Be The Government   (2016Jul03)

Sunday, July 03, 2016                                              5:46 PM

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Well, this is embarrassing—I wrote my Fourth of July post yesterday and now I want to write something else—but it’s still the day before Independence Day, so what am I supposed to do, pretend it’s not happening and just write about random stuff? Yeah, that’s the plan. So much for topicality.

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Oh, it’s funny—and kind of exhilarating—when you look back at stuff that pissed you off and had you all off your game and under the weather for days—and you realize that your memory isn’t good enough to really remember what all that was about, so who cares anymore. If I can’t interface with the Internet without somebody getting in my face, then I just play Snood for a while and the whole thing’s forgotten—I’d like to take the credit, but honestly, it gets forgotten whether I like it or not.

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Sometimes time moves too fast (usually) and sometimes time moves too slow (that’s the worst so I’m glad it’s the rarer of the two). Sometimes time seems to stand still—but if you wait awhile, you’ll need to go to the bathroom eventually. For me time has always been a little too elastic—my musical friends are always trying to encourage me to use a metronome—but that really just makes it worse—I get confused about the time between the clicks. So I made a deal with myself long ago—that even though music is primarily about rhythm, it was okay for me to do everything without a good rhythm, anyway—we’ll just call it an overabundance of rhubato, that’s all. It’s not that I don’t want to be rhythmic, it’s just that I can’t—time won’t let me, as they say.


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I mean, I can feel an anger inside me—but through a combination of not remembering and not wanting to go there, I really have no idea why. Lots of things make me angry—I have an itchy trigger finger and a short fuse. Must be the Irish in me. Back in the day you could pick one thing to be angry about—the War, or Nixon, or Nuclear weapons, or the Ecology. But now there are just too many things going on, both good and bad—not getting angry is becoming an important skill, because the media will latch onto to that and make you watch TV all day or surf around the Internet until your eyes bleed.

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Yes, there are problems out there—it’s time we stopped getting scared about it, or angry about it, and started getting serious about leadership instead. We are about to have an election in which a miserable, dangerous candidate has a shot just because people are so angry and so uncomfortable—and so poor. And that’s on our establishment, no question about it. They’ve been lying down on the job—doing everything but their job. It’s time we elected new people—but not the worst person in the world, just because he sees an opening.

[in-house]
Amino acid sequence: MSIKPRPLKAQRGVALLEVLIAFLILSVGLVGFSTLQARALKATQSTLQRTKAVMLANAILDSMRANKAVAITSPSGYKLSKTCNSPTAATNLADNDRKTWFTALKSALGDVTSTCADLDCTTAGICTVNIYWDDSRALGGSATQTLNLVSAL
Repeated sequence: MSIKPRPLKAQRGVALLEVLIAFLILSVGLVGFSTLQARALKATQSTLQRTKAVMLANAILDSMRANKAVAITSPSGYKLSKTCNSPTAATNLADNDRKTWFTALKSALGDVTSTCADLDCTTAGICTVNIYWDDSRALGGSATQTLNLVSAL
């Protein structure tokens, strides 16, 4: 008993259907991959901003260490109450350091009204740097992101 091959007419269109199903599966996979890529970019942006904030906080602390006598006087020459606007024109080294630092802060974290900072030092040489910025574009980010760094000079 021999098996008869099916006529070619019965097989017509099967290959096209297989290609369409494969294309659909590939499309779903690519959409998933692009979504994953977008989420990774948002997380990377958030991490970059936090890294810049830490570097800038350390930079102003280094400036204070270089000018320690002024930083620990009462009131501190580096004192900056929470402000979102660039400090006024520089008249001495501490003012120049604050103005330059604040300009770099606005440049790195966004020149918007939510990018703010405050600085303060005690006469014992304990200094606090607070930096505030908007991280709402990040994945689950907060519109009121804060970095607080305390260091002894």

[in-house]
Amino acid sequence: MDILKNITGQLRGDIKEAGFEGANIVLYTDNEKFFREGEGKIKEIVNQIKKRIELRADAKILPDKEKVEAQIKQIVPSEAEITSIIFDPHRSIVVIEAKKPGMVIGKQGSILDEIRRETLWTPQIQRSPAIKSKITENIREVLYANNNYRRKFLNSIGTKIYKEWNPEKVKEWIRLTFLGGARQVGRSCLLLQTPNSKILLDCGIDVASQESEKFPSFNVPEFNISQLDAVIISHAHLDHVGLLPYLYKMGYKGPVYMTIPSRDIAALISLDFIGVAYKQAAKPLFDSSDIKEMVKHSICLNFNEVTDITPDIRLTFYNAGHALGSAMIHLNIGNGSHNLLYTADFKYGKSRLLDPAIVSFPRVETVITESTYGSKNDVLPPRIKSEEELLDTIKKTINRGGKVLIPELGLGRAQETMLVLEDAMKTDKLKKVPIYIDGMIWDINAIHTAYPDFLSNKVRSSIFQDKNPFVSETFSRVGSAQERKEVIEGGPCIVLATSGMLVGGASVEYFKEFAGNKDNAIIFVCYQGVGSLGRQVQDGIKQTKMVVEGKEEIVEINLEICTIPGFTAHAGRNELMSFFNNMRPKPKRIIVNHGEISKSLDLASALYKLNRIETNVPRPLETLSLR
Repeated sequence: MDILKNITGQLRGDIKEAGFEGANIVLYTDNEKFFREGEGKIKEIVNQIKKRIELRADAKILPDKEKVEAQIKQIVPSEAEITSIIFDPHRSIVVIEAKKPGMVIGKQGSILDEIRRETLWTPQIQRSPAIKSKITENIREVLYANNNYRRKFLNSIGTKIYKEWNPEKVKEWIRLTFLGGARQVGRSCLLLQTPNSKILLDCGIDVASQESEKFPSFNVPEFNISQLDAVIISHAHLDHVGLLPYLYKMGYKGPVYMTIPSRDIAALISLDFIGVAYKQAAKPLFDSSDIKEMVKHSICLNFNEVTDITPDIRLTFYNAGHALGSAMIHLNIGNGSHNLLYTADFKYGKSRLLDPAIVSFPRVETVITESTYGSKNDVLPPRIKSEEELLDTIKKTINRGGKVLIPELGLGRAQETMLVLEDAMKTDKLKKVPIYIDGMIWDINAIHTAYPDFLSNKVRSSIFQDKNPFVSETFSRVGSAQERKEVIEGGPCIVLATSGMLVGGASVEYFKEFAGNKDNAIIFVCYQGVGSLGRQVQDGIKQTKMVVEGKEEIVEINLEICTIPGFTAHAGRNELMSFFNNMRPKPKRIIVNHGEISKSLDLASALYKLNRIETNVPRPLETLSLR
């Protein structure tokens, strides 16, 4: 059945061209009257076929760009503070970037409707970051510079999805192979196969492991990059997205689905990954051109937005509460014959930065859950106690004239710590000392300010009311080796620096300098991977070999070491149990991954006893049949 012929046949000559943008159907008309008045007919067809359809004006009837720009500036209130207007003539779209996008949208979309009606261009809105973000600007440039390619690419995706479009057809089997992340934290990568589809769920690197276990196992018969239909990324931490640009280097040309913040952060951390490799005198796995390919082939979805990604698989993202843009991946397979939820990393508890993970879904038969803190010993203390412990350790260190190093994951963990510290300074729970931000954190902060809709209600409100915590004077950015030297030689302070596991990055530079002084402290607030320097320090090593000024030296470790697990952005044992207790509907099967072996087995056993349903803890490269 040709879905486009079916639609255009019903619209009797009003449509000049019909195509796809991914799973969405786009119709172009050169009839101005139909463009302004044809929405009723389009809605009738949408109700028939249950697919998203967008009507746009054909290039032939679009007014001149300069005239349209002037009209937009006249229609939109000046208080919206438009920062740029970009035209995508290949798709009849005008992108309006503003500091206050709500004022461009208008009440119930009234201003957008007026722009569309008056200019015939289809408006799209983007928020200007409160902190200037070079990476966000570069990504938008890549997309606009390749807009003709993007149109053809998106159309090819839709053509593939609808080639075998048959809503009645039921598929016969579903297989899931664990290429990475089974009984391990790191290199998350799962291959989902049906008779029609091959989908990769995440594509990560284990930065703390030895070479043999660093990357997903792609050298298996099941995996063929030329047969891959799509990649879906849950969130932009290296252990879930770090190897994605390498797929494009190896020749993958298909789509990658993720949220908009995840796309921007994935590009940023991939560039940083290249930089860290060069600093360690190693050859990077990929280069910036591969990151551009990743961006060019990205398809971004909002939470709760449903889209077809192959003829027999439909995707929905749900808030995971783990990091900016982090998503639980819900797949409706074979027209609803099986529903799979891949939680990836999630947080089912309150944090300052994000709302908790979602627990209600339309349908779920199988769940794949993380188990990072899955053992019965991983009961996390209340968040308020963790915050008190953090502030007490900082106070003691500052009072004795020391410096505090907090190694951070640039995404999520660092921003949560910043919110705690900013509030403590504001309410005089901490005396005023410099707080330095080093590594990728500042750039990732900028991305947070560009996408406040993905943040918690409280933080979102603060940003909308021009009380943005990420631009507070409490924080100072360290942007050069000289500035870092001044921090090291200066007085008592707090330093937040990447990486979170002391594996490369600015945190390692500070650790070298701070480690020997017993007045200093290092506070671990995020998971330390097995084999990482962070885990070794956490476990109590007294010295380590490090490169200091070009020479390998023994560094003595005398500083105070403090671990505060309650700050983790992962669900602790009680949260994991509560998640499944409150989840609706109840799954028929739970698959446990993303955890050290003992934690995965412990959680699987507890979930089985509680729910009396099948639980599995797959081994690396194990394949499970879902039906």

We need to elect local officials who are not wealthy or corrupt, who have public service in mind. Then we need to do that with our state officials, then our congresspersons. Only when we have regained control of our political infrastructure can we do anything about the big dogs—the governors, the senators, vice-president, and president. Those things are just shiny objects for us to jump up and reach for while all the real work gets done behind our backs.

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A vote won’t do it. People have to start going to town meetings, state party meetings, I don’t even know what kinds of meetings—that’s the sad part. The NRA’s zombie army all have the itinerary—surely the rest of us can start to realize that the crazies need to be beaten back at every river ford and mountain pass, that the lobbyists need to face down protestors outside their offices and in the halls of government. The reason we have such bad government now is because we have taken it for granted—but it needs work, just like your house or your yard—and they are overdue for a lawnmowing.

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We don’t get paid to participate in our government, local, state or whatever—we may not even get what we want, personally, by participating. But if we think of it as an appliance that works when you push the button, then we get a government that has no brain, no heart. Only when large numbers of regular people show up will our government ever resemble our desires, or even our needs. We don’t need smaller government or bigger government—we need to be the government.

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